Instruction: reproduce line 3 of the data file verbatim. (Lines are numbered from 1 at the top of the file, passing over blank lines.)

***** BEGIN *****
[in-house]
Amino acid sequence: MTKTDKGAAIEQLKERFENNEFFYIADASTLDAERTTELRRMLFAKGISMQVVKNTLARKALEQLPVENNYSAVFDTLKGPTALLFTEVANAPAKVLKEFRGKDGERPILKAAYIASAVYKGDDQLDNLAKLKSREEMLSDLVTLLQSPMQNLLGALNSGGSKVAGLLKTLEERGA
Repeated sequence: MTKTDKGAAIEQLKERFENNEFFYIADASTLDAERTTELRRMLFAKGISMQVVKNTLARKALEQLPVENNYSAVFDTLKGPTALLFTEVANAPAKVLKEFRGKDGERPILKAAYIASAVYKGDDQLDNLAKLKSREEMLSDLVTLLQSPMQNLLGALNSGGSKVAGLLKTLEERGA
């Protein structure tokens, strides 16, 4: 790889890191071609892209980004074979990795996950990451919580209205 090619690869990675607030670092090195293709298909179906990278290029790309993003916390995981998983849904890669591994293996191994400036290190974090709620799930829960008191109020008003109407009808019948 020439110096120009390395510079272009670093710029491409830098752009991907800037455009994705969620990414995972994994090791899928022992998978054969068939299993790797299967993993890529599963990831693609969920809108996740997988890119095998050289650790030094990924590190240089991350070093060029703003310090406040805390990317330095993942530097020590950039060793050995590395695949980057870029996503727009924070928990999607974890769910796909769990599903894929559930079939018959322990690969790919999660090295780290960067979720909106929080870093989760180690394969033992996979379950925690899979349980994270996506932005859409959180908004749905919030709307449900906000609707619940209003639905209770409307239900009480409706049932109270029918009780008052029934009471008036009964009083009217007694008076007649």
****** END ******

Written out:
Repeated sequence: MTKTDKGAAIEQLKERFENNEFFYIADASTLDAERTTELRRMLFAKGISMQVVKNTLARKALEQLPVENNYSAVFDTLKGPTALLFTEVANAPAKVLKEFRGKDGERPILKAAYIASAVYKGDDQLDNLAKLKSREEMLSDLVTLLQSPMQNLLGALNSGGSKVAGLLKTLEERGA